Hello and happy new year to you all, writes Clodagh Hughes.
Although the first few days of 2021 haven’t exactly been anything to shout about, there is a feeling of optimism that comes with every New Year, none more so than this one with the expectation that the coming months can only be an improvement.
Overall, 2020 was not a bad year for me. I feel quite guilty saying that as I’m so aware of the hardships and tragic losses others have endured. But as a farmer living in rural Ireland, my life has mainly been unaffected. This is not to say I haven’t been impacted by this pandemic.
Laid off indefinitely from my job as a chef
Two days before St. Patrick’s Day 2020, I was laid off indefinitely from my job as a chef. As you all know, the hospitality sector has been hit savagely, I won’t be getting this position back anytime soon!
But again, I have to admit that I was lucky that I had my wee flock of sheep to occupy me all throughout and just as I was being laid off, my lambing season was taking off!
Also, since March last, I’ve been able to focus more on my wee farm enterprise. I’ve been able to install a rather rudimentary, but fully operational, handling facility with the help of my husband, who fortunately has been working almost normally throughout the pandemic, be it under restricted conditions obviously.
Teagasc Green Cert
I was able to take up an offer on studying the Teagasc Green Cert, which I’ve wanted to complete for a few years now and wasn’t in a position to do and which I’m enjoying immensely.
Ok, I suppose I better do some farm talk. I’ve gotten in more hay and my pregnant ewes are all housed in a lovely cosy shed as they relax and grow all their lovely wee lambs.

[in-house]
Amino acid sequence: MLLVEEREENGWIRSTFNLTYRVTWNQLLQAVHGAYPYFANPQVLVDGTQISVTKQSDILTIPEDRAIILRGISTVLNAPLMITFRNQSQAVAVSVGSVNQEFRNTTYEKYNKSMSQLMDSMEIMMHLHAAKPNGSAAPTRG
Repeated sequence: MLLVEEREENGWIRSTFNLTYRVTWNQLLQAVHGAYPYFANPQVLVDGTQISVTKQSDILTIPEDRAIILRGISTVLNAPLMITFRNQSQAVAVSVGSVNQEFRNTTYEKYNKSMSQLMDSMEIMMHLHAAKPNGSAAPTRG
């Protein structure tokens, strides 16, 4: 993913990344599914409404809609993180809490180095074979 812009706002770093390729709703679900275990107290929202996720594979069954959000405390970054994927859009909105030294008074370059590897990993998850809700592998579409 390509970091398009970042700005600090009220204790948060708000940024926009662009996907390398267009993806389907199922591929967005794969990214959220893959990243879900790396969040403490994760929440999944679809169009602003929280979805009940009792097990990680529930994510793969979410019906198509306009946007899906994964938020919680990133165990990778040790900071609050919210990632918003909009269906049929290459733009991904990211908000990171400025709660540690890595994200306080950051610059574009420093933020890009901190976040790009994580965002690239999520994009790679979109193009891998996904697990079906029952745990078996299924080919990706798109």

Having the sheep housed brings a few advantages such as, not having to lug bales and meal through treacherous muddy fields to feed them.
It also allows the ground get some much needed rest to recover from all the months of grazing and I LOVE spending time in the shed among the sheep.
If I go missing, this is most probably where you’ll find me. On these bitterly cold days, there is nothing as lovely as snuggling up to a big warm, woolly beast.
My replacement ewes and rams are still outfield and are on maintenance rations.
Pre-lambing vaccination booster
Next big job on the to-do list of Clodagh Hughes is a pre-lambing vaccination booster (how topical!). This is given 4/6 weeks before the first lambs fall to ensure enough of the vaccination’s properties are passed from ewe to lamb for their first few weeks of life.
I then vaccinate my lambs from 3 weeks of age to provide full cover against a number of serious diseases. For little more than €2 per animal, it’s a no brainer for me. I have lost lambs to common diseases covered by this vaccine and it’s terribly disheartening knowing you could have avoided a loss.